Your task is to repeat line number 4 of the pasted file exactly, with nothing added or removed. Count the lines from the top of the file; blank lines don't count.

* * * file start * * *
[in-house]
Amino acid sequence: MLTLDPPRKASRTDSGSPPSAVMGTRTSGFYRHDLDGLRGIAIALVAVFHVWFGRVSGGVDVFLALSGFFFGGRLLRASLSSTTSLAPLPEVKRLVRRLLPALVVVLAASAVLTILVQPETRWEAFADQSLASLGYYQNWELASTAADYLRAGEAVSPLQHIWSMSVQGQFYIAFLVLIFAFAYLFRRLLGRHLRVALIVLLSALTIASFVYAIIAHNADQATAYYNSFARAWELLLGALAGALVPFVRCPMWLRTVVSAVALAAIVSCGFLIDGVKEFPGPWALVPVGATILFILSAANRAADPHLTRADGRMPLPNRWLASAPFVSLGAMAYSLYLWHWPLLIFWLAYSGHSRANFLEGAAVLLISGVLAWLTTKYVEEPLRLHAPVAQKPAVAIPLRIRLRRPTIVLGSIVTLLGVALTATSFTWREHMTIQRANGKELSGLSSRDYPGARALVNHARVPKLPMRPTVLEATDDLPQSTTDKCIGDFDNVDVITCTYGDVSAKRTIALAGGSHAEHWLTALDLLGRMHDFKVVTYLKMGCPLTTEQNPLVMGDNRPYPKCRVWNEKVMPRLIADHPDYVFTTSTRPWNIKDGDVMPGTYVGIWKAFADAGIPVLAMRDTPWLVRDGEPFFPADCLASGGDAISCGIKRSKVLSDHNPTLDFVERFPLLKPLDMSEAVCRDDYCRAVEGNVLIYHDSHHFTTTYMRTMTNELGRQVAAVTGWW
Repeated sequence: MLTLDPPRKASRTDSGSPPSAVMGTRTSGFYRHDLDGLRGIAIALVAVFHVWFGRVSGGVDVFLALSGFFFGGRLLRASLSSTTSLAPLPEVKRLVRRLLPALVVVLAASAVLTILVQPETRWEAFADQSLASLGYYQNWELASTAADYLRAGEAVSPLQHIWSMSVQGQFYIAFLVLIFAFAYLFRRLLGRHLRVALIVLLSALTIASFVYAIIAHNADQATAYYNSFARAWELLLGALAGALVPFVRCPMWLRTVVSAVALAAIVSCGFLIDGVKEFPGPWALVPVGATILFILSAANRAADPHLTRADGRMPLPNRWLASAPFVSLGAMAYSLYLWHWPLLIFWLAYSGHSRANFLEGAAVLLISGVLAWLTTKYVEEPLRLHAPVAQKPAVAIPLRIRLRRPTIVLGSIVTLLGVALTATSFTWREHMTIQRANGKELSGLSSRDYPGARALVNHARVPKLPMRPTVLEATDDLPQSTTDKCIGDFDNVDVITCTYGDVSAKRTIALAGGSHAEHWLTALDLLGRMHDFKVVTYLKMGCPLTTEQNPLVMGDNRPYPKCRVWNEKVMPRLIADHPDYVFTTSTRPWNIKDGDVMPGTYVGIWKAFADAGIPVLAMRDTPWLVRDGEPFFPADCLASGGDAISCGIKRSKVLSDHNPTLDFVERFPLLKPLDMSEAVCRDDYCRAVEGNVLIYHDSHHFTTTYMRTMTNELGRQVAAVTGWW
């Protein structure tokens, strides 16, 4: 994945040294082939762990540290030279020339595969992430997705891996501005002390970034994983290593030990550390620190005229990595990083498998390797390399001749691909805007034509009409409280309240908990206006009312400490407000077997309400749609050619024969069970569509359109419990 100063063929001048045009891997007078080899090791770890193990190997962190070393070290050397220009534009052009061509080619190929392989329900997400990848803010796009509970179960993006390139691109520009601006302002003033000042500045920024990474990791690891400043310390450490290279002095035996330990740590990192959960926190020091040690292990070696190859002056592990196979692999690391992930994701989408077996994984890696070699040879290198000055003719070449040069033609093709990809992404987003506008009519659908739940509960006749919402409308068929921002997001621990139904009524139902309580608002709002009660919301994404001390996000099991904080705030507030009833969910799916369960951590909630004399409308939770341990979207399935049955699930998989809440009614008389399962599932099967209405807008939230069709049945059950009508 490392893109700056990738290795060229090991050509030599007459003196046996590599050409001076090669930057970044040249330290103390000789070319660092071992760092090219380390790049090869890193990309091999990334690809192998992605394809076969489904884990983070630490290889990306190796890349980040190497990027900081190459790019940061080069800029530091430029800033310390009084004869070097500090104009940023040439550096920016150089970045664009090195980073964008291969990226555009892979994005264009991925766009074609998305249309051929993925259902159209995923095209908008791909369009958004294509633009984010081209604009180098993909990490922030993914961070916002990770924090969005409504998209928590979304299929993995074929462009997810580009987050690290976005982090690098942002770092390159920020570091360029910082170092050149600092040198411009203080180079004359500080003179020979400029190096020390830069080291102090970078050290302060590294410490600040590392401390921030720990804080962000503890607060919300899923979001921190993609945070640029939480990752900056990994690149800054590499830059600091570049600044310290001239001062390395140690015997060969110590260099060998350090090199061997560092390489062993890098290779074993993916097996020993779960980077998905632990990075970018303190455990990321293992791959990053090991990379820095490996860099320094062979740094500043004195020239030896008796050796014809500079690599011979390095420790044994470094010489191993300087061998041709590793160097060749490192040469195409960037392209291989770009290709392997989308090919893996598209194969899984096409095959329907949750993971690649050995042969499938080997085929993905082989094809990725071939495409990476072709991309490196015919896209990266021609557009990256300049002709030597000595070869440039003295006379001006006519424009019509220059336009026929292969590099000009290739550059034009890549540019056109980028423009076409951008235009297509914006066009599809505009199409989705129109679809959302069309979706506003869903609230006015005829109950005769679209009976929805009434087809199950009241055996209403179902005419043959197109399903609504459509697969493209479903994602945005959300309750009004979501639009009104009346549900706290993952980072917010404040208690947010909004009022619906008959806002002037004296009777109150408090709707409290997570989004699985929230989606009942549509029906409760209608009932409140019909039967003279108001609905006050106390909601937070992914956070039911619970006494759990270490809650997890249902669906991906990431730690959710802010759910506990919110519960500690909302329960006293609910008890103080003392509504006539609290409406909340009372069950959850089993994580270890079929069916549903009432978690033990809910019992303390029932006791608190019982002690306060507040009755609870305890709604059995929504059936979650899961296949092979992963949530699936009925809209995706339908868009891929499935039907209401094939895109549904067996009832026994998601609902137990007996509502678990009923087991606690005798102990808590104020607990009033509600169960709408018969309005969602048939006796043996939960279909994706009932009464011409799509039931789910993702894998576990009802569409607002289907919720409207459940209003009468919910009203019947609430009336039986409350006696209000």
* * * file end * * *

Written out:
């Protein structure tokens, strides 16, 4: 994945040294082939762990540290030279020339595969992430997705891996501005002390970034994983290593030990550390620190005229990595990083498998390797390399001749691909805007034509009409409280309240908990206006009312400490407000077997309400749609050619024969069970569509359109419990 100063063929001048045009891997007078080899090791770890193990190997962190070393070290050397220009534009052009061509080619190929392989329900997400990848803010796009509970179960993006390139691109520009601006302002003033000042500045920024990474990791690891400043310390450490290279002095035996330990740590990192959960926190020091040690292990070696190859002056592990196979692999690391992930994701989408077996994984890696070699040879290198000055003719070449040069033609093709990809992404987003506008009519659908739940509960006749919402409308068929921002997001621990139904009524139902309580608002709002009660919301994404001390996000099991904080705030507030009833969910799916369960951590909630004399409308939770341990979207399935049955699930998989809440009614008389399962599932099967209405807008939230069709049945059950009508 490392893109700056990738290795060229090991050509030599007459003196046996590599050409001076090669930057970044040249330290103390000789070319660092071992760092090219380390790049090869890193990309091999990334690809192998992605394809076969489904884990983070630490290889990306190796890349980040190497990027900081190459790019940061080069800029530091430029800033310390009084004869070097500090104009940023040439550096920016150089970045664009090195980073964008291969990226555009892979994005264009991925766009074609998305249309051929993925259902159209995923095209908008791909369009958004294509633009984010081209604009180098993909990490922030993914961070916002990770924090969005409504998209928590979304299929993995074929462009997810580009987050690290976005982090690098942002770092390159920020570091360029910082170092050149600092040198411009203080180079004359500080003179020979400029190096020390830069080291102090970078050290302060590294410490600040590392401390921030720990804080962000503890607060919300899923979001921190993609945070640029939480990752900056990994690149800054590499830059600091570049600044310290001239001062390395140690015997060969110590260099060998350090090199061997560092390489062993890098290779074993993916097996020993779960980077998905632990990075970018303190455990990321293992791959990053090991990379820095490996860099320094062979740094500043004195020239030896008796050796014809500079690599011979390095420790044994470094010489191993300087061998041709590793160097060749490192040469195409960037392209291989770009290709392997989308090919893996598209194969899984096409095959329907949750993971690649050995042969499938080997085929993905082989094809990725071939495409990476072709991309490196015919896209990266021609557009990256300049002709030597000595070869440039003295006379001006006519424009019509220059336009026929292969590099000009290739550059034009890549540019056109980028423009076409951008235009297509914006066009599809505009199409989705129109679809959302069309979706506003869903609230006015005829109950005769679209009976929805009434087809199950009241055996209403179902005419043959197109399903609504459509697969493209479903994602945005959300309750009004979501639009009104009346549900706290993952980072917010404040208690947010909004009022619906008959806002002037004296009777109150408090709707409290997570989004699985929230989606009942549509029906409760209608009932409140019909039967003279108001609905006050106390909601937070992914956070039911619970006494759990270490809650997890249902669906991906990431730690959710802010759910506990919110519960500690909302329960006293609910008890103080003392509504006539609290409406909340009372069950959850089993994580270890079929069916549903009432978690033990809910019992303390029932006791608190019982002690306060507040009755609870305890709604059995929504059936979650899961296949092979992963949530699936009925809209995706339908868009891929499935039907209401094939895109549904067996009832026994998601609902137990007996509502678990009923087991606690005798102990808590104020607990009033509600169960709408018969309005969602048939006796043996939960279909994706009932009464011409799509039931789910993702894998576990009802569409607002289907919720409207459940209003009468919910009203019947609430009336039986409350006696209000």